President Obama visited Staten Island, viewing the damage inflicted by Sandy and promising aid. He also appointed someone familiar with city government to oversee the federal response. YNN's Josh Robin has the story.
NEW YORK CITY, N.Y. -- The president saw the destruction Hurricane Sandy unleashed on New York. But he says just like homes will rise again, so will spirits.
"I'm very proud of you, New York. You guys are tough. You bounce back, just as America always bounces back. The same is going to be true this time out," Obama said.
It's going to take just not time, but money. He's announcing overseeing it will be Shaun Donovan, his Secretary of Housing and Urban Development who served a similar role for much of New York City Mayor Michael Bloomberg's first two terms.
Obama said, "He's going to be working with the mayor, the governor, the borough presidents, the county officials to make sure that we come up with a strong, effective plan."
A plan that will lots of money. Governor Cuomo already asked for $30 billion. But he apparently ruffled feathers by not coordinating it with New York's congressional delegation first.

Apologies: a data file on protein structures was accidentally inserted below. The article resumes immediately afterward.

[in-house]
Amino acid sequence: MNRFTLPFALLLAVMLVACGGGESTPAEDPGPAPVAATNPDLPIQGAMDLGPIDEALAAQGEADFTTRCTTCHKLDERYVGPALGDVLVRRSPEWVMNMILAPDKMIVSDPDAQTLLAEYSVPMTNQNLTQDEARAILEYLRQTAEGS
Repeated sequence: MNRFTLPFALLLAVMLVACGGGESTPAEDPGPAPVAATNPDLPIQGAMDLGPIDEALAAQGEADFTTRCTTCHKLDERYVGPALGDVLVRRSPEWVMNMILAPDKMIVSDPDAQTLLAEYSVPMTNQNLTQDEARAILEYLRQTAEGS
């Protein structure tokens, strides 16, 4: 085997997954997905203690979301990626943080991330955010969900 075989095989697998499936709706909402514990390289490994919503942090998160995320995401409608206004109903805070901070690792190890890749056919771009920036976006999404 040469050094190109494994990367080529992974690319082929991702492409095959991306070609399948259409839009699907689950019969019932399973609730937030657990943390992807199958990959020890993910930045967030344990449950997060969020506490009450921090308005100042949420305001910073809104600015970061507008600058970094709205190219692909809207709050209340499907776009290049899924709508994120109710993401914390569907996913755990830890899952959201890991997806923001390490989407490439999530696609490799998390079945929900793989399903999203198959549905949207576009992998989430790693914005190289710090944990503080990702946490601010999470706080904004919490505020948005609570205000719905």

"It should be a bipartisan request. And it should be a regional request. We're going to try to work with Governor Christie as well as Governor Cuomo, the delegations from New York and New Jersey, to put together a comprehensive package," said Senator Kirsten Gillibrand.
A package that would need Obama’s support and after Thursday, he understands the damage from personally seeing it. He met with the parents of two little boys swept away by the storm before witnessing the torn homes.
The president stopped at the corner of Cedargrove Avenue and Maple Terrace in the New Dorp Beach section. From the air, he also saw other parts of the city damaged by Hurricane Sandy, including the Breezy Point section of Queens that was destroyed by fire.
From a visit last month, Obama knows how New Jersey is suffering. Mayor Bloomberg rebuffed Obama’s offer to see the city then, saying police were better used elsewhere resources.
Today from the air, the mayor could point out ravaged areas, which, despite some progress, remain far from how they were less than three weeks ago.